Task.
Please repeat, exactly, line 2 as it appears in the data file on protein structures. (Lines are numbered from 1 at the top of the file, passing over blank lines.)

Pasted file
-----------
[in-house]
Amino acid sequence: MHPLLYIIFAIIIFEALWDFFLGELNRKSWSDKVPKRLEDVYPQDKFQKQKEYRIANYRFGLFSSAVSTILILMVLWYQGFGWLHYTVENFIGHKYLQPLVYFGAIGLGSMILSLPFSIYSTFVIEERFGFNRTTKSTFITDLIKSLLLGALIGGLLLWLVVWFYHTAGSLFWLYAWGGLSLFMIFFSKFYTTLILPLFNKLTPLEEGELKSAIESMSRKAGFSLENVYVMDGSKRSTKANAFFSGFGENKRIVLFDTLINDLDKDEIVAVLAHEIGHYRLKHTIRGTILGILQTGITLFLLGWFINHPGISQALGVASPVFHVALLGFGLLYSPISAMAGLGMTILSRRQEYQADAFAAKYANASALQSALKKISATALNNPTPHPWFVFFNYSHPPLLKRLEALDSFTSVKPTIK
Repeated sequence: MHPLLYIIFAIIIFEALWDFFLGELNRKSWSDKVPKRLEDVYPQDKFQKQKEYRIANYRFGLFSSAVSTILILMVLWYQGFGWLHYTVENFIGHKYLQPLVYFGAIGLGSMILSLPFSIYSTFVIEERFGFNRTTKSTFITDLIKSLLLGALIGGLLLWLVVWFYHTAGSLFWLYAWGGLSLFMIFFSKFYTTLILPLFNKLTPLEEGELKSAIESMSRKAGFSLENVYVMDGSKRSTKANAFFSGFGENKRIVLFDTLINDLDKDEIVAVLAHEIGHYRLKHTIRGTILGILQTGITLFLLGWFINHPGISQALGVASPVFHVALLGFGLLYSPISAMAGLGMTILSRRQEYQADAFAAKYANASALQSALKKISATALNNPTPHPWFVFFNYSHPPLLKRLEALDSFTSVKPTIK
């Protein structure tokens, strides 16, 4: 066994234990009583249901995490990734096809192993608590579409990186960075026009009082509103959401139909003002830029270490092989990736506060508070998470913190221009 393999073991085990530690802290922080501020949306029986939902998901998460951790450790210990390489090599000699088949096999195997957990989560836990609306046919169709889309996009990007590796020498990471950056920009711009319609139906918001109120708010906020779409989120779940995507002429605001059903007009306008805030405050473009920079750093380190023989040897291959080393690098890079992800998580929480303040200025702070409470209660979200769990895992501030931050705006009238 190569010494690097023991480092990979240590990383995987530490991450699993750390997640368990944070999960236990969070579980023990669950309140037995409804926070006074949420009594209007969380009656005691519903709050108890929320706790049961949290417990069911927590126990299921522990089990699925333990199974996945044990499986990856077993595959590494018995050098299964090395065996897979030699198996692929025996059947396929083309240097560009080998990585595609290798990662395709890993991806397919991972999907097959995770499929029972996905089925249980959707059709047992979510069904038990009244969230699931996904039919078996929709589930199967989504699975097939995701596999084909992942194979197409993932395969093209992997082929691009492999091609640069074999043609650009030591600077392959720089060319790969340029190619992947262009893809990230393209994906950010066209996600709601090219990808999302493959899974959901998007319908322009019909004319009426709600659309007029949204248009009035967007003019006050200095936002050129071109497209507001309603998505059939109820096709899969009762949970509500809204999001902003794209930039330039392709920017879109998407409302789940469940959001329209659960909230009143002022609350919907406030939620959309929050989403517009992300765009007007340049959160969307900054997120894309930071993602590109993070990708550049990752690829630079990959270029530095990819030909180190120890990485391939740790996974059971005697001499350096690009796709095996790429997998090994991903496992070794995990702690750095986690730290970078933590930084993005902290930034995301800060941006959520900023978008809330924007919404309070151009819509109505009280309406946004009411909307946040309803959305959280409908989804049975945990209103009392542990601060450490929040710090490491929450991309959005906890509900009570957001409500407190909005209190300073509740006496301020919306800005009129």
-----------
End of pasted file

Amino acid sequence: MHPLLYIIFAIIIFEALWDFFLGELNRKSWSDKVPKRLEDVYPQDKFQKQKEYRIANYRFGLFSSAVSTILILMVLWYQGFGWLHYTVENFIGHKYLQPLVYFGAIGLGSMILSLPFSIYSTFVIEERFGFNRTTKSTFITDLIKSLLLGALIGGLLLWLVVWFYHTAGSLFWLYAWGGLSLFMIFFSKFYTTLILPLFNKLTPLEEGELKSAIESMSRKAGFSLENVYVMDGSKRSTKANAFFSGFGENKRIVLFDTLINDLDKDEIVAVLAHEIGHYRLKHTIRGTILGILQTGITLFLLGWFINHPGISQALGVASPVFHVALLGFGLLYSPISAMAGLGMTILSRRQEYQADAFAAKYANASALQSALKKISATALNNPTPHPWFVFFNYSHPPLLKRLEALDSFTSVKPTIK